Eddie Izzard has told people to “join the 21st century” after two MPs made “transphobic” comments about the comedian, who is campaigning to become a Labour election candidate.
The 60-year-old launched her bid this month to become Sheffield Central’s MP after the constituency’s incumbent, Paul Blomfield, announced he would be standing down at the next general election.
Izzard, who has many connections to Sheffield, having studied accounting, launched her creative career and carried out local activism there, said the city needs “to be bolder, brighter, stronger… on the map”.
Speaking to the PA news agency on Thursday, she said she has been getting “a great reaction in the street” during her campaign but a small minority of people have made transphobic comments.
Earlier this week, Conservative MP Lee Anderson said he “would not follow him into the toilets” if she came to Parliament, while Labour MP Rosie Duffield said: “I’m not calling Eddie Izzard a woman.”
In response, Izzard said: “Some people aren’t up to speed, some people haven’t joined the 21st century and, well, they’ve got to get on the bus now because I’ve been out for so long now that I don’t know why they didn’t bring this up before.
“It’s different now that I’m going for a parliamentary seat, but I don’t think bullying is a great thing to be happening and so I’m just going to carry on.”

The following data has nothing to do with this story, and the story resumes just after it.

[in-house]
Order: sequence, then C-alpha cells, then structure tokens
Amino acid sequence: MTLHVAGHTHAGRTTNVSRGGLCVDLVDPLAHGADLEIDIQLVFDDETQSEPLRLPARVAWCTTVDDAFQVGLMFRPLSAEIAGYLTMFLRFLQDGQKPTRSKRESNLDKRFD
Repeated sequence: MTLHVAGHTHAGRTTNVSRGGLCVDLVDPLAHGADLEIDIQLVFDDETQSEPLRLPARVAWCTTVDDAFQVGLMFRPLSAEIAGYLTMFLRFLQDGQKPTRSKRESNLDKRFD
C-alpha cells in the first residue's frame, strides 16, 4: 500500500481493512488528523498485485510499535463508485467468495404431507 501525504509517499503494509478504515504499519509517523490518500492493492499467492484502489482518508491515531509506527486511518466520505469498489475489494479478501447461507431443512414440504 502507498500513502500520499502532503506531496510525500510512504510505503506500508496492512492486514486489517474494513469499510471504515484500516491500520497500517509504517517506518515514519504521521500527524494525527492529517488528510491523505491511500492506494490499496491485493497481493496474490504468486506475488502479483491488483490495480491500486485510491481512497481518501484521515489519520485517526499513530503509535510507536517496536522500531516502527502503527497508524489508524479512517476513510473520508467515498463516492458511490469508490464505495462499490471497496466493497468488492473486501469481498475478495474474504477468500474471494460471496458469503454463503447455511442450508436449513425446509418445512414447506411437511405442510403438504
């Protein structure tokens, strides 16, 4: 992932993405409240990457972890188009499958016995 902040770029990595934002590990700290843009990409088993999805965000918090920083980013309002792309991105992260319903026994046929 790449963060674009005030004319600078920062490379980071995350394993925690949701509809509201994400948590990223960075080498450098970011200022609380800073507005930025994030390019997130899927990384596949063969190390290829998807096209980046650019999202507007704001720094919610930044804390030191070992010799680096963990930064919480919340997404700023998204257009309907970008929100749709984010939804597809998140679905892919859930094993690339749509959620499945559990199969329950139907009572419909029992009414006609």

Addressing Ms Duffield’s comments directly, she said: “Transphobic attitudes come from all different quarters, unfortunately.”
She added that the Labour MP’s comments did not make her feel unwelcome to run as a candidate for the party, but added: “Again, join the 21st century – trans people exist. I exist.”
Izzard said she hopes that being elected will have a “positive impact” for diversity in Parliament and for Sheffield Central itself as she brings her global renown, activism and energy to the constituency.
“The fact that I’m trans is kind of by the by,” she said, adding that she “absolutely” thinks people should be focusing on her policies and vision for Sheffield Central.
On Labour’s election prospects, Izzard said new Prime Minister Rishi Sunak could pose more of a threat and that the party needs to get behind leader Sir Keir Starmer.
“I think it’s going to be tougher for us rather than having Liz Truss in there, but it doesn’t matter,” she said.
“We’re at a certain place in the polls and we’ve got to carry on fighting, and I’m very passionate about getting Keir Starmer in.”
Izzard said she has supported “every Labour leader going”, before stressing the importance of uniting behind a leader to get into government.
“You have to support the leader – that is how it works in politics – and we’re a broad church,” she said.
“We need to be near left and further left – we might agree or disagree on some things but we’re heading in the same direction.”